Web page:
The Engineering Institution of Zambia (EIZ) says the Alick Nkhata flyover bridge should be treated as a construction site until all safety measures around it are put in place as it has not been completed and handed over.
And the EIZ says the bridge, which was officially opened on December 3, 2019 by Lusaka Province minister Bowman Lusambo, is not a death trap and will be safer once proposed safety enhancements by the Institution are put in place
Speaking during a media briefing, Monday, EIZ president Engindeer Eugene Haazele noted that the contractor is currently on site, meaning that the project has not yet been handed over.
“In construction, we have got contracts and procedures. It works like this; there is what we call substantial completion, when a project is erected and all the markings are done and then the contractor hands over the site back to the client and all he does is observe if there are any defects showing up but to make your life easier. I would say this to you, if you go to that site today, you will find the contractor. The contractor is there and the signs are not put up, the bridge has not been handed over that why the contractor is on site. When he hands over he is going to vacate so it’s not been handed over. I am calling it a site because it is not a project that has been completed and handed over,” Eng Haazele said.
He added that the institute had carried out a safety audit that resolved that there are no visible signs of distress on the bridge structure.
“I will give you a run down of the certification process. On a project like that, there will be a structural engineer, now that structural engineer is licensed to do that work by EIZ and is licensed on the basis of competence to undertake the work so yes, they are certified. It is not a death trap, we need to be very clear there… Yes we have looked at the structure, the approach we took was by way of doing a safety audit and we looked at the safety concerns. These measures that we have recommended are aimed at enhancing safety, so I will repeat myself, it’s not a death trap. There are no visible signs of any distress on the bridge structure, the structural integrity of the bridge is not in question,” Eng Haazele added.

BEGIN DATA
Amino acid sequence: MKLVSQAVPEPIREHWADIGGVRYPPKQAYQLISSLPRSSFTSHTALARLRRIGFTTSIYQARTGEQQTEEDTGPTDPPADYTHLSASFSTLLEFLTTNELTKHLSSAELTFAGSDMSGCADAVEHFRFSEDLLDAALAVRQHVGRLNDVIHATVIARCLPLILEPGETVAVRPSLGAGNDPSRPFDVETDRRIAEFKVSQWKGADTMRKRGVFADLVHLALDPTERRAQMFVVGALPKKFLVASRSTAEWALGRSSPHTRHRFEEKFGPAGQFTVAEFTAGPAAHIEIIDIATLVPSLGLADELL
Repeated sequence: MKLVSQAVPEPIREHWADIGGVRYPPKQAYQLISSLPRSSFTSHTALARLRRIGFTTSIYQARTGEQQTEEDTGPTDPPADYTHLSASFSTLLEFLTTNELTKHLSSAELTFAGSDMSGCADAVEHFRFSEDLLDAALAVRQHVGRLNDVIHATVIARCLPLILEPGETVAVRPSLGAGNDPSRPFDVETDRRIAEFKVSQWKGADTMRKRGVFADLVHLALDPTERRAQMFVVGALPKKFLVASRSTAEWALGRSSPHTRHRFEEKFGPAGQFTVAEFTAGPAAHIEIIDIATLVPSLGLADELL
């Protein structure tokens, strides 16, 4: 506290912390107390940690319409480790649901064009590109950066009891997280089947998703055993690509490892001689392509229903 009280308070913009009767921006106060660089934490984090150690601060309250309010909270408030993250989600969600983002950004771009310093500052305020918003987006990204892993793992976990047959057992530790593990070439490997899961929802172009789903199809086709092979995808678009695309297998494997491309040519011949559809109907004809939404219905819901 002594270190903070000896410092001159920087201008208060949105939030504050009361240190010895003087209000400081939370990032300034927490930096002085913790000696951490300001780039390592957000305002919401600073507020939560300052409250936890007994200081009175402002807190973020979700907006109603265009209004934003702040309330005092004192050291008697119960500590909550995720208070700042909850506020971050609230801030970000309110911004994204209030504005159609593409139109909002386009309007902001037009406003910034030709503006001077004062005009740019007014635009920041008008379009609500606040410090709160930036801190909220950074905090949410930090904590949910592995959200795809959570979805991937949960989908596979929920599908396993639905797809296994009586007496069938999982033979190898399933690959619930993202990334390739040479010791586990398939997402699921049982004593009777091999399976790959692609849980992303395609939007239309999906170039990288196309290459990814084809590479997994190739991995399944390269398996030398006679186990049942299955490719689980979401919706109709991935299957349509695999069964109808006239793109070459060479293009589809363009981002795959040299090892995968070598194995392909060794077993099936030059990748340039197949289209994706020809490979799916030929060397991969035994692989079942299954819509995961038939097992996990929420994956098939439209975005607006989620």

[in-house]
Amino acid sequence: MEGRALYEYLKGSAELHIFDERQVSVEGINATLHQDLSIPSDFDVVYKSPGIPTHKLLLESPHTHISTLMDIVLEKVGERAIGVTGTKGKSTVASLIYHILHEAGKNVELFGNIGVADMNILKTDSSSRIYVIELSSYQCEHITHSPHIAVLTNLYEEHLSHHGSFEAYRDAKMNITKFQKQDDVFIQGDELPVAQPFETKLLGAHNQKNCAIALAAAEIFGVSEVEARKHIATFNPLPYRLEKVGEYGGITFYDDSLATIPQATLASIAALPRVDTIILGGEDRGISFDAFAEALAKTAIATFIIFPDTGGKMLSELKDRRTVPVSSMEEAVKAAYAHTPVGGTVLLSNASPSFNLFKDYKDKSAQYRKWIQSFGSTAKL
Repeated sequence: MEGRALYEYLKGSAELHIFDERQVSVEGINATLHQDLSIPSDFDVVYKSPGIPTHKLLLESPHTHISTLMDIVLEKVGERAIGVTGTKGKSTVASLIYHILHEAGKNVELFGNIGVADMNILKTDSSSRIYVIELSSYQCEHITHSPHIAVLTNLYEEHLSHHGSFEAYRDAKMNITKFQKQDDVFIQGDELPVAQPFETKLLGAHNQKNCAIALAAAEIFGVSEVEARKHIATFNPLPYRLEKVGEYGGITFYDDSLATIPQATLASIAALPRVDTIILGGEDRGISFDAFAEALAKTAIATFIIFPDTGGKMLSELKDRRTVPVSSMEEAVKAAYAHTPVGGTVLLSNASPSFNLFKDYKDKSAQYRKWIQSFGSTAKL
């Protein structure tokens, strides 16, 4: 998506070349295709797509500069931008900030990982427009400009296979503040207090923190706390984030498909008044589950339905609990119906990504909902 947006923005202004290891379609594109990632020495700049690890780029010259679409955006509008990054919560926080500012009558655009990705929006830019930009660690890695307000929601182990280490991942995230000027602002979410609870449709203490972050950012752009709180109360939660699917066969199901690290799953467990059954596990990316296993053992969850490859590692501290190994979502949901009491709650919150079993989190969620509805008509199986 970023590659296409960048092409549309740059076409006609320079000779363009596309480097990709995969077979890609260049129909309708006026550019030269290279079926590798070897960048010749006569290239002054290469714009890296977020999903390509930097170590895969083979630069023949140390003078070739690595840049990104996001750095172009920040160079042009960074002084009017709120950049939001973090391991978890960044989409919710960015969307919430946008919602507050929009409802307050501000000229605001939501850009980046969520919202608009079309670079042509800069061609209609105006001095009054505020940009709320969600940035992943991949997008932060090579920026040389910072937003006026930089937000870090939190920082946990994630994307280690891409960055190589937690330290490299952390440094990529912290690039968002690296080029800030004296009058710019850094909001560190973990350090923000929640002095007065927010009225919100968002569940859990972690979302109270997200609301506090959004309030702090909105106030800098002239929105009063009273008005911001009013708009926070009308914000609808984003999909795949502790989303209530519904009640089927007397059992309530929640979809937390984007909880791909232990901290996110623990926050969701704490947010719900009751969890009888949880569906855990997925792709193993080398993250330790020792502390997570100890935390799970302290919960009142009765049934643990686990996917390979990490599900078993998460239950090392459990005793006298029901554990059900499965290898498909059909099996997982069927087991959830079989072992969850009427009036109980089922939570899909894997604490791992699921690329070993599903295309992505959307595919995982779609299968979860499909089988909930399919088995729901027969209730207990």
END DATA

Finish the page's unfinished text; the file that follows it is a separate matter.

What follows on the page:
He explained that the EIZ is a regulator and does not take part in the actual projects but plays a regulatory role and only comes up when a complaint is made to protect the public.
“The project has the developer, which is the owner of the project and he hires a professional, it could be an architect, quantity surveyor and engineers. He doesn’t hire EIZ, we are regulators. The reason we got involved was because there was a complaint. Now I don’t how many times I have said this, over and over and over, a professional or is it a regulator is not a player. When you see these development projects happening around the country, we are not players, we are not part of the implementation team, we are regulators, and we are referees. Referees don’t take penalties, they regulate. So we keep getting these questions like ‘where was EIZ when that bridge collapsed?’ We are not players, we come in when there is a complaint to protect the public. The people that are players are the people that we certify to do this work. So we didn’t come in late, we came in at the right time, there was a complaint and we moved in, we could not have gotten there any earlier, we are not part of the project set up, that’s the bottom line,” Haazele added.
Meanwhile, the Institute has noted that the developers insisted on having the flyover bridge as an architectural feature to add aesthetic value and improved pedestrian safety despite space limitations at the site.
“It is noted that the site is highly constrained and space is at a premium. Despite the space limitations, the project owners preferred to have the structure, implying that omission of the bridge was not an option. The project owners preferred that mitigating measures against lack of space be adopted to ensure the structure is built and the anticipated benefits are realized. These are improved pedestrian safety and enhanced aesthetics,” said Eng Haazele.
“Some of the proposed mitigations to enhance safety of the bridge include limiting the approach speed to 40KM per hour and there should be strictly no overtaking, the use of the structure be restricted so that no heavy goods or commercial vehicles with…weight in excess of four tonnes and a carrying capacity exceeding three tonnes should not be allowed over the structure and this should be sign-posted… reconfiguration of the entry arm into the south roundabout; the area around the bridge structure, inclusive of the approaches into the two roundabouts must be well lit to enhance safety, solar powered street lighting with adequate illumination are recommended and to have speed calming measures to enhance the safety of pedestrians as they currently have to walk across the lanes at the bottom of the structure.”